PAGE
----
Cookies on this website

We use cookies to ensure that we give you the best experience on our website. If you click 'Accept all cookies' we'll assume that you are happy to receive all cookies and you won't see this message again. If you click 'Reject all non-essential cookies' only necessary cookies providing core functionality such as security, network management, and accessibility will be enabled. Click 'Find out more' for information on how to change your cookie settings.

It is traditionally held that human IgG4 MoAbs should not deplete target cells in vivo, as this isotype is inactive in a number of in vitro assays that measure effector function. We have previously challenged this dogma, and the current study was designed to investigate the in vivo biological effects in humans of a MoAb of human IgG4 isotype. Nine patients with refractory rheumatoid arthritis (RA) fulfilling ARA criteria, and one with ankylosing spondylitis (AS) received a human IgG4 Campath-1 MoAb (with specificity against the pan-lymphocyte antigen CD52) as part of a two-stage therapeutic protocol. In stage 1, patients received a single dose of this MoAb. Stage 2, starting 48 h later, comprised a 5-day course of a human IgG1 Campath-1 MoAb with identical V-region (CAMPATH-1H), as previously used in the management of RA patients. The intervening 48 h provided a window of opportunity to monitor the biological effects of the IgG4 MoAb for comparison with the IgG1. The two MoAbs were also compared for in vitro biological activity. IgG4 depleted peripheral blood lymphocytes (PBL), albeit less efficiently than IgG1. It produced a first-dose reaction of similar intensity, although associated circulating tumour necrosis factor-alpha (TNF-alpha) levels were lower. TNF-alpha release from whole blood in vitro was also greater with the IgG1 MoAb. The study design did not permit conclusions to be drawn regarding therapeutic efficacy of the IgG4 MoAb. In summary, a human IgG4 Campath-1 MoAb depletes target cells in vivo. Importantly, this study demonstrates for the first time in humans that in vitro assays may not predict the in vivo effector function of therapeutic MoAbs.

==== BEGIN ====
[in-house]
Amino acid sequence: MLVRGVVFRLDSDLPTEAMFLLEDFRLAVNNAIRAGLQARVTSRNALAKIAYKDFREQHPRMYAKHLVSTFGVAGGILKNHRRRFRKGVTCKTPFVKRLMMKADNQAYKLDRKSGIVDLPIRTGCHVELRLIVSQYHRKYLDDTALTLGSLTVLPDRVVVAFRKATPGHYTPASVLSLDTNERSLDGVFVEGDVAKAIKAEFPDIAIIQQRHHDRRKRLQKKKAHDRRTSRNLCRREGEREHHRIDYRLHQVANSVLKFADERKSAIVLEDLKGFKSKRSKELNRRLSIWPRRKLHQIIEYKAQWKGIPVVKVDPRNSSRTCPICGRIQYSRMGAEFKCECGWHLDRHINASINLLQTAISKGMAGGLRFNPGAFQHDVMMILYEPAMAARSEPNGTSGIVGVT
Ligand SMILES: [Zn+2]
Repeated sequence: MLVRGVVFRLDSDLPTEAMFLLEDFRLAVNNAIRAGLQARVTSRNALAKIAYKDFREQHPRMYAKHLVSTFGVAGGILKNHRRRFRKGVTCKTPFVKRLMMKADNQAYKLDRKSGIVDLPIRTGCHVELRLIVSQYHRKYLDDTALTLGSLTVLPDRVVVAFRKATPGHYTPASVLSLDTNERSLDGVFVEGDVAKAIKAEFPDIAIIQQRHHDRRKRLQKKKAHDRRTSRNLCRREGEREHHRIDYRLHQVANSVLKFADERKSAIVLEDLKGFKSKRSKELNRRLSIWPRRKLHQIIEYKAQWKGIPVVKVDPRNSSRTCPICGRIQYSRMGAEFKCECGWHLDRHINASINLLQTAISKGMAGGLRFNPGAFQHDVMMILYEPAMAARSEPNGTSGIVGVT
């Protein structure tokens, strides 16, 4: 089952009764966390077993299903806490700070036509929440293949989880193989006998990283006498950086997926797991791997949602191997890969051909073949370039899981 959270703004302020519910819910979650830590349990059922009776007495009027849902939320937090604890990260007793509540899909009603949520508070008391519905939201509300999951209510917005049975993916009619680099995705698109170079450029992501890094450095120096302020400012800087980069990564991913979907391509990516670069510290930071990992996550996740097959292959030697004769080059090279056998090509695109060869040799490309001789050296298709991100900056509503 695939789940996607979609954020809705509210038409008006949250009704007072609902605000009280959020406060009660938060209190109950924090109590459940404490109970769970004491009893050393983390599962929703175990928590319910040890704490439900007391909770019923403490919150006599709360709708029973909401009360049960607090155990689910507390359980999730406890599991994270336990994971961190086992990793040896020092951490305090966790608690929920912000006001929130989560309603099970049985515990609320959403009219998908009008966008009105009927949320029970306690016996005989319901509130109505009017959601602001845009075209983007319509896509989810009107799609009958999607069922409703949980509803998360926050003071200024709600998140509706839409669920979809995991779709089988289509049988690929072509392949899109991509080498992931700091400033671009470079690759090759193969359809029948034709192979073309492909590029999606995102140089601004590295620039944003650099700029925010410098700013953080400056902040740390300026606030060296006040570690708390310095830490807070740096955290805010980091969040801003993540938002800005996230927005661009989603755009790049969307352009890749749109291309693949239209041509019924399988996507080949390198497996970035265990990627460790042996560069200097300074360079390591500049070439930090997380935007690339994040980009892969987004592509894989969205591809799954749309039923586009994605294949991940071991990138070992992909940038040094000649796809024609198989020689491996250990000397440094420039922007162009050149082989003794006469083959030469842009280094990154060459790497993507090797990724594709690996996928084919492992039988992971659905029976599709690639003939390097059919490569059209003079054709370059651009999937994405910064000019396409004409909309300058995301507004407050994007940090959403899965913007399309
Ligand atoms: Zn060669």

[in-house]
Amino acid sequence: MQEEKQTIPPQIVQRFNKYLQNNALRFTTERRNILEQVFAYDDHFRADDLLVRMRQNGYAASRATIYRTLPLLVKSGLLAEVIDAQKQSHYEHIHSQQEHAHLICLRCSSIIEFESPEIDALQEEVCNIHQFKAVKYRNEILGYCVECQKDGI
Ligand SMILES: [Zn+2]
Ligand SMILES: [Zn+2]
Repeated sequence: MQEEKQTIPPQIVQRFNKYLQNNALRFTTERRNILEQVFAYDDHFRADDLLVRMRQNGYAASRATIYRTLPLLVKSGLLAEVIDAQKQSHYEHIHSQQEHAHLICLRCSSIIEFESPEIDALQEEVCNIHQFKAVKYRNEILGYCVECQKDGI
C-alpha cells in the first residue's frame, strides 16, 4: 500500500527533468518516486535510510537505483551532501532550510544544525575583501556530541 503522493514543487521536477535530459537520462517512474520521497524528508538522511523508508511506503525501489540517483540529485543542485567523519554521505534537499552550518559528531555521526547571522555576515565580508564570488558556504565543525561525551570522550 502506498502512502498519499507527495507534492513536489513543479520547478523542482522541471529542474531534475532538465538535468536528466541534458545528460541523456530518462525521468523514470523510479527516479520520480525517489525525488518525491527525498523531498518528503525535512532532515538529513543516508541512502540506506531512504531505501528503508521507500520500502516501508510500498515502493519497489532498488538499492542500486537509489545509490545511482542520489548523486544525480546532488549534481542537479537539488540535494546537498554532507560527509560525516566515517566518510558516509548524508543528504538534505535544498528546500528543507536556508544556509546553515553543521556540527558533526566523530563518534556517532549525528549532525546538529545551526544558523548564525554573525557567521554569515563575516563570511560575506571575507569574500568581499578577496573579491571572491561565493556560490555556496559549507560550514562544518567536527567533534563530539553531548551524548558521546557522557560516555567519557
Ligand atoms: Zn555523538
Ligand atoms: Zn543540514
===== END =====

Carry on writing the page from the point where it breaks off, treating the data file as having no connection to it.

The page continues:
Original publication




Journal article


Clin Exp Immunol

Publication Date





427 - 433


Alemtuzumab, Antibodies, Anti-Idiotypic, Antibodies, Monoclonal, Antibodies, Monoclonal, Humanized, Antibodies, Neoplasm, Antibody-Dependent Cell Cytotoxicity, Arthritis, Rheumatoid, Cytokines, Dose-Response Relationship, Immunologic, Humans, Immunoglobulin G, Immunotherapy, Lymphocyte Activation, Lymphocyte Count, Lymphocyte Depletion, Lymphocyte Subsets, Middle Aged, Spondylitis, Ankylosing